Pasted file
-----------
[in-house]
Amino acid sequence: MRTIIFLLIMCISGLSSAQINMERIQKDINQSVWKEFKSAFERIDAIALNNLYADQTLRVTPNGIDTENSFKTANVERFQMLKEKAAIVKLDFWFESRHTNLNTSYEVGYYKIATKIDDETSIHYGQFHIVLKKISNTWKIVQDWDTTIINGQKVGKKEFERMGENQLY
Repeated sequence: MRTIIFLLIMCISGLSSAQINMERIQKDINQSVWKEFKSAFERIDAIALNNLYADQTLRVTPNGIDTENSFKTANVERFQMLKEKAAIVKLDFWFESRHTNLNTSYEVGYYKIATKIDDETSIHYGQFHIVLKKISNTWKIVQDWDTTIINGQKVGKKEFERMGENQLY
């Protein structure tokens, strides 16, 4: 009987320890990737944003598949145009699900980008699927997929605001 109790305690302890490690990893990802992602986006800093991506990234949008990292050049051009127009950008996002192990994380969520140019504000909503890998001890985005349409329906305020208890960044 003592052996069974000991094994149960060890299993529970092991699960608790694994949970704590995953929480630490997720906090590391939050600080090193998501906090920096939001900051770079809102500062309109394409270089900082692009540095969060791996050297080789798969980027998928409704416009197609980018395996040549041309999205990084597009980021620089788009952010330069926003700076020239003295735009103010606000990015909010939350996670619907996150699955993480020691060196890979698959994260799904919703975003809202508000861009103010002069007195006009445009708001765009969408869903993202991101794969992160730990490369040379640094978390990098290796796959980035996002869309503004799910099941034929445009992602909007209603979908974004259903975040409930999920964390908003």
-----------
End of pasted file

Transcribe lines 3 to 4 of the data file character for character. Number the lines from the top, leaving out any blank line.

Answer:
Repeated sequence: MRTIIFLLIMCISGLSSAQINMERIQKDINQSVWKEFKSAFERIDAIALNNLYADQTLRVTPNGIDTENSFKTANVERFQMLKEKAAIVKLDFWFESRHTNLNTSYEVGYYKIATKIDDETSIHYGQFHIVLKKISNTWKIVQDWDTTIINGQKVGKKEFERMGENQLY
């Protein structure tokens, strides 16, 4: 009987320890990737944003598949145009699900980008699927997929605001 109790305690302890490690990893990802992602986006800093991506990234949008990292050049051009127009950008996002192990994380969520140019504000909503890998001890985005349409329906305020208890960044 003592052996069974000991094994149960060890299993529970092991699960608790694994949970704590995953929480630490997720906090590391939050600080090193998501906090920096939001900051770079809102500062309109394409270089900082692009540095969060791996050297080789798969980027998928409704416009197609980018395996040549041309999205990084597009980021620089788009952010330069926003700076020239003295735009103010606000990015909010939350996670619907996150699955993480020691060196890979698959994260799904919703975003809202508000861009103010002069007195006009445009708001765009969408869903993202991101794969992160730990490369040379640094978390990098290796796959980035996002869309503004799910099941034929445009992602909007209603979908974004259903975040409930999920964390908003």